Giovedì, 23 Maggio 2019
Dimensione testo

Half of Venice set to be flooded


Venice, January 31 - Half of Venice was set to be
flooded Friday night with rain-swollen seasonal high tides
rising 140 cm above average sea level in the lagoon city, local
authorities said.
A third of Venice was already under water as waters passed
the 125-cm mark amid an unrelenting wave of rain across Italy.
It was the fourth straight day the 'acqua alta' or high
water went over the 110-cm level that covers low-lying areas
like St Mark's Square, forcing tourists to wade across the
landmark piazza.
If the acqua alta hits the forecast mark, pontoon walkways
will have to be put up in St Mark's and other famous places.
In the high-tide season, which lasts from autumn to spring,
water routinely spills over the city's banks, flooding its
streets and squares and occasionally threatening to set new
records when the skies open, as they have done this week.
The highest-ever acqua alta came during the great flood of
1966, at 194 cm, when waters caused huge damage.
Levels of 120-130 cm above sea level are quite common in
Venice, which is well-equipped to cope with its rafts of
But anything much higher than that risks swamping the city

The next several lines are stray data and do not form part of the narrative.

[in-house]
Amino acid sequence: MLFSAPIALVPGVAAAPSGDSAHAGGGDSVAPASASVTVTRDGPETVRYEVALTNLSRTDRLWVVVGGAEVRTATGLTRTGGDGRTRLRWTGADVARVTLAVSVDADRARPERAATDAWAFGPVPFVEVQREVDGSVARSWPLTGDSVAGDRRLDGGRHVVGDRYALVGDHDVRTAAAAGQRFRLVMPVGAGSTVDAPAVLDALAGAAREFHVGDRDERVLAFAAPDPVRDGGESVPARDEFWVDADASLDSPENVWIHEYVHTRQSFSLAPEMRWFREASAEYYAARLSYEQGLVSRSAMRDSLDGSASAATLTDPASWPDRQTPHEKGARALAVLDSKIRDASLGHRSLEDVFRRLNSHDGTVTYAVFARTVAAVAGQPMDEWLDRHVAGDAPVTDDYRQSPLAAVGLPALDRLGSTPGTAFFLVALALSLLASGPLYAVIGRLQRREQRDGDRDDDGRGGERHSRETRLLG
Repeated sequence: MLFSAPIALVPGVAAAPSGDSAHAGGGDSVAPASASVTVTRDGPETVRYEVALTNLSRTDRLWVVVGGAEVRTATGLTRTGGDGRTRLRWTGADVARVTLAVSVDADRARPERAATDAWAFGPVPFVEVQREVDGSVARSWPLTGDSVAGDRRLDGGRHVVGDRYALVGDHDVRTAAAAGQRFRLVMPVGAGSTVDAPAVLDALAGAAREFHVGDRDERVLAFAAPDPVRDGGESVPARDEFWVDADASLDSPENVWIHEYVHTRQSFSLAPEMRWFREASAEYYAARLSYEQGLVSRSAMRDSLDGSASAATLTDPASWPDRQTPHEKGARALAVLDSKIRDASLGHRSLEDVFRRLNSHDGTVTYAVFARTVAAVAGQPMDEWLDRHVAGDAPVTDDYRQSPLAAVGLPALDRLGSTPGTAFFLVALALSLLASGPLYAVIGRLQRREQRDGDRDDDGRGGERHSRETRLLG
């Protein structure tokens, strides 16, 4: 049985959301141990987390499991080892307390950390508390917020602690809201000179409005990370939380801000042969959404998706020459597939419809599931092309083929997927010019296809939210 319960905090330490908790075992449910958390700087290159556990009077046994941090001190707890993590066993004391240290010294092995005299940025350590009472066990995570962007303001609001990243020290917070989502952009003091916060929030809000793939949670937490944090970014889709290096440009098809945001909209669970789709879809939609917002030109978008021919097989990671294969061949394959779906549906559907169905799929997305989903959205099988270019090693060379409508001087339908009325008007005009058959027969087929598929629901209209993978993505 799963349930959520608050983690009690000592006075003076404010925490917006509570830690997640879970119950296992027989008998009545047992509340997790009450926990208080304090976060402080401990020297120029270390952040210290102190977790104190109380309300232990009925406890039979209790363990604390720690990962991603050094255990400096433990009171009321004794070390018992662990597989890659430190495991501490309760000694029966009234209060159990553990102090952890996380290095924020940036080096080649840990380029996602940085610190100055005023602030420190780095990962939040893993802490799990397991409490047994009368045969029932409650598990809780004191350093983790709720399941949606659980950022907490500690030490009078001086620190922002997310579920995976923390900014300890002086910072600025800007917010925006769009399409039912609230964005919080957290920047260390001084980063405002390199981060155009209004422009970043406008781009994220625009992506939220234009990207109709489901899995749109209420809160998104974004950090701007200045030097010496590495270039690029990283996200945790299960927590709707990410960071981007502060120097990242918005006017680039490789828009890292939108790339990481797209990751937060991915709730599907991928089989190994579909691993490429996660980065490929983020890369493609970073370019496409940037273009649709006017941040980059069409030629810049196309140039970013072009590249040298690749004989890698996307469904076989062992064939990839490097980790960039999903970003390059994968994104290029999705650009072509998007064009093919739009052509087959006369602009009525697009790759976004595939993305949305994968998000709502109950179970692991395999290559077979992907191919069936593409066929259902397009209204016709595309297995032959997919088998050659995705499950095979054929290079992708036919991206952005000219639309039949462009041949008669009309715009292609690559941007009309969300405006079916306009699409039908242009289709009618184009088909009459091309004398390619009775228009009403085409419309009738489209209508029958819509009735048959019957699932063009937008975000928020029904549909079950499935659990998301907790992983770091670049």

and washing all the walkways away, as happened in December 2008
(156 cm), December 1986 (158 cm) and December 1979 (166 cm).
The causes of acqua alta are both natural and man-made.
Decades of pumping groundwater caused significant damage to
the delicate foundation before the practice was called off.
Weather experts say the high-water threat has been
increasing in recent years as heavier rains have hit northern
Other possible explanations for the phenomenon include the
sea floor rising as a result of incoming silt and gas extraction
in the sea off Venice undermining the islands.
According to a recent study, plate tectonics are also to
blame as the Adriatic plate is sliding beneath the Apennine
Mountains, causing the area to drop in elevation.
Scientists have conceived various ways of warding off the
waters since a catastrophic flood in 1966 and a system of
moveable flood barriers called MOSE is near completion after
years of controversy.

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